Fatal Bicycle Crashes On the Rise: 5 Facts You Should Know
Biking can be a healthy and ecologically friendly alternative to driving. But bicyclists should be aware that the number of fatal bicycle accidents involving motor vehicles is on the rise.
Between 2010 and 2012, the number of U.S. bicyclists killed in accidents involving motor vehicles rose by 16 percent, reports the Los Angeles Times. The numbers come from a report by the nonprofit Governor's Highway Safety Association.
What else did the GHSA's report have to say about fatal bicycle crashes? Here are five facts you should know:
- More than 700 bicyclists were killed in motor vehicle crashes in 2012. According to the GHSA's report, 722 bicyclists were killed in accidents involving automobiles in 2012, up 6 percent from 680 fatalities the previous year. That's also 16 percent more than the 621 bicyclists killed in 2010.
- More than two-thirds of bicyclists killed weren't wearing helmets. A majority of those killed in bike crashes weren't wearing helmets. Although many states have laws requiring minors to wear helmets while riding bikes, wearing a helmet is generally not required by state or federal law for adults; however, local laws may require helmets in some jurisdictions.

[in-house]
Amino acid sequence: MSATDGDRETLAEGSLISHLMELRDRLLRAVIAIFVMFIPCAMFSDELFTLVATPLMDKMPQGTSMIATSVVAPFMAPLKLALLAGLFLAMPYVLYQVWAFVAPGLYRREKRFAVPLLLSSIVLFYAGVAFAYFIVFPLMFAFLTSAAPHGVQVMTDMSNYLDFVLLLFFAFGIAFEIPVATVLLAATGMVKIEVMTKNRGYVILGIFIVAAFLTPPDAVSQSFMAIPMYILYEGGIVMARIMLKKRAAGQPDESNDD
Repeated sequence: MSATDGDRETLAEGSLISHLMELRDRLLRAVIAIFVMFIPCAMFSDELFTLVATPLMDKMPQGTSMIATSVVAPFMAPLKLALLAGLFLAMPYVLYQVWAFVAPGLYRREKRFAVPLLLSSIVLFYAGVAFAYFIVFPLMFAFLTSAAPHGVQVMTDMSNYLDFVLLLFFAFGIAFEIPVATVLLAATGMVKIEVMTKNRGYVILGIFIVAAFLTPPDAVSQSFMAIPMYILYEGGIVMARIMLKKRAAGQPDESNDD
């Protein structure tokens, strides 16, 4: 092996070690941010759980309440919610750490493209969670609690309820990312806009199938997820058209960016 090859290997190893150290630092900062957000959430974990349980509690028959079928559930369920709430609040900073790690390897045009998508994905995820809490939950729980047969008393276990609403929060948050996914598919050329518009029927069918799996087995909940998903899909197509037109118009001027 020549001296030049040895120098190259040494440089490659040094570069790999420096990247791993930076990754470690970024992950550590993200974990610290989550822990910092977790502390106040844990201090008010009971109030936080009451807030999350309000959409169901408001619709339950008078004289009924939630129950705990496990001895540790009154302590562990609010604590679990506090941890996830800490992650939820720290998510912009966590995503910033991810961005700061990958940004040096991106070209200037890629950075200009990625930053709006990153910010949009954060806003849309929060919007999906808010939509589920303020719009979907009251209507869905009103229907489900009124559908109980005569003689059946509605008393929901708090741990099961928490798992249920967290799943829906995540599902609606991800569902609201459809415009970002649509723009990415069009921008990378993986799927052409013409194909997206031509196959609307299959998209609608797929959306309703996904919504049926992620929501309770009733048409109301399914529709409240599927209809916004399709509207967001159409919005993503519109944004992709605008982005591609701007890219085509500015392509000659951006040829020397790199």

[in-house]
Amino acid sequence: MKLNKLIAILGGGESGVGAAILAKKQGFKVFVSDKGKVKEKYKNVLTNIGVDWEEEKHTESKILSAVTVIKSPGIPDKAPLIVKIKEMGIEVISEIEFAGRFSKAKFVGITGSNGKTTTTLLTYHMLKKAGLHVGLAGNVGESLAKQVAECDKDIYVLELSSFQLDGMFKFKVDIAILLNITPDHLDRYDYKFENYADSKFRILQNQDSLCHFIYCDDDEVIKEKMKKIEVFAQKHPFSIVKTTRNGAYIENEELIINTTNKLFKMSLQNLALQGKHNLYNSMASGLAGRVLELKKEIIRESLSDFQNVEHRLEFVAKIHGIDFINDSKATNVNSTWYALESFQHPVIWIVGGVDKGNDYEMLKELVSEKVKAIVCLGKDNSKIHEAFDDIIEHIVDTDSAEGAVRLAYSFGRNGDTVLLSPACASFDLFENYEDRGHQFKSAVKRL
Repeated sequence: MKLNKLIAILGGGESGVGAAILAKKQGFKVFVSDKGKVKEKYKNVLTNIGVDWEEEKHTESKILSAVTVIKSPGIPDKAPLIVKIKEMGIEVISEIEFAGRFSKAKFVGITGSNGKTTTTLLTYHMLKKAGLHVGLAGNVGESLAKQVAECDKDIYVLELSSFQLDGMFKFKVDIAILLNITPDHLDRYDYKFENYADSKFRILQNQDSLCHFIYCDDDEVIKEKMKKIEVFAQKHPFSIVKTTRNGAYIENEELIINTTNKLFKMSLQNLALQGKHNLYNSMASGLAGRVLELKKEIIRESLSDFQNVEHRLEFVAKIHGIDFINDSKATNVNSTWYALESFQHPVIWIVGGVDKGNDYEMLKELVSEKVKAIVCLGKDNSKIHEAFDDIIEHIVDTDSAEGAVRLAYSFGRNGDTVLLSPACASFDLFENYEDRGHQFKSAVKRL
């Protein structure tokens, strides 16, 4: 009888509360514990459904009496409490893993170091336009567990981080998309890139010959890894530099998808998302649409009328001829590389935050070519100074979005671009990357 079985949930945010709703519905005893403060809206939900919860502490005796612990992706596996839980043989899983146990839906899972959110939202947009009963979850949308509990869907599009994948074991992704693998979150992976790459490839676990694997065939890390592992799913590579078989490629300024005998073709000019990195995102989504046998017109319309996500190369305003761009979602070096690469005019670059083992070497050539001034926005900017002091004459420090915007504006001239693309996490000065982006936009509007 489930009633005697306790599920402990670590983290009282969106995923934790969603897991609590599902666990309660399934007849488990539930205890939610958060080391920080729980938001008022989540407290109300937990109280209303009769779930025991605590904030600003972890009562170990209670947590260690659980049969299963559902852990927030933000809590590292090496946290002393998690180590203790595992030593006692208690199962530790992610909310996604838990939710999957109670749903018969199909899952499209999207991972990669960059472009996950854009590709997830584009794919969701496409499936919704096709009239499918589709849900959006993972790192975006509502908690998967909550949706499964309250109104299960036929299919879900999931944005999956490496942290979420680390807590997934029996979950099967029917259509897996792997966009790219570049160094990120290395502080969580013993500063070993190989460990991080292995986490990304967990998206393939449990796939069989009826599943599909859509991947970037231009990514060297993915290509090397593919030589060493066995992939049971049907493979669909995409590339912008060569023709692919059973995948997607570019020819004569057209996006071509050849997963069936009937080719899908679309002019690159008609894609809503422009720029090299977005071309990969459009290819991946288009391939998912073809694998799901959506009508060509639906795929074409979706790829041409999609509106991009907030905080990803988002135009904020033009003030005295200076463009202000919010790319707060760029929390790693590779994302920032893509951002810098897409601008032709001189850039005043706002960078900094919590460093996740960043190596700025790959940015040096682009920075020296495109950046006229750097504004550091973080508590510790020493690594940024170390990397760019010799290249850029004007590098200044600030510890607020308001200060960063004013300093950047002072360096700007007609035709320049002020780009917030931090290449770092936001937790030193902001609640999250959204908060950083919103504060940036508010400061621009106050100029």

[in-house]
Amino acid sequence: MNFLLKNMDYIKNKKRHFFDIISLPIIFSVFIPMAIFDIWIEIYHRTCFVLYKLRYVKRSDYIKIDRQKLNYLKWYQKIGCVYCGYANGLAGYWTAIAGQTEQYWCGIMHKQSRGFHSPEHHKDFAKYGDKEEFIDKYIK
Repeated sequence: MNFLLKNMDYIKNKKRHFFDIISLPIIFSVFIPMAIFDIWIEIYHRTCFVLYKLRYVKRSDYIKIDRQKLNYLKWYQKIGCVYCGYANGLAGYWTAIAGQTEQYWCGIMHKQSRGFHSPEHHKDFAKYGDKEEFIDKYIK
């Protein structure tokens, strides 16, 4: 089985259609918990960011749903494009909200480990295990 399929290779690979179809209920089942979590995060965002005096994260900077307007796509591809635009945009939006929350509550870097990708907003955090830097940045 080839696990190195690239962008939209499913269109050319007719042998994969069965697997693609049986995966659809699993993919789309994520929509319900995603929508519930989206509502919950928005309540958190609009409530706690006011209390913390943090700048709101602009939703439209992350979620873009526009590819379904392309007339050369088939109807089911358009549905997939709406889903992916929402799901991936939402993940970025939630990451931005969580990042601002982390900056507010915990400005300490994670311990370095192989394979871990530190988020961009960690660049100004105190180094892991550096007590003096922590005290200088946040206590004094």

- More than one-fourth of bicyclists killed were drunk. According to the report, 28 percent of bicycle riders killed in motor vehicle crashes had blood alcohol concentrations over the legal limit.
- Nearly 9 in 10 bicycle fatality victims are adult males. Men make up the overwhelming majority of those killed in bicycle accidents, with 88 percent of those killed in 2012 being men.
- Accidents are increasingly concentrated in urban areas. Fatal accidents are also increasingly occurring in urban areas. According to the report, 69 percent percent of fatal bike accidents occurred in urban areas in 2012, compared to only 50 percent of fatal accidents in 1975.
To learn more about bicycle crashes and injuries, head over to FindLaw's Learn About the Law section on Bike Accidents.
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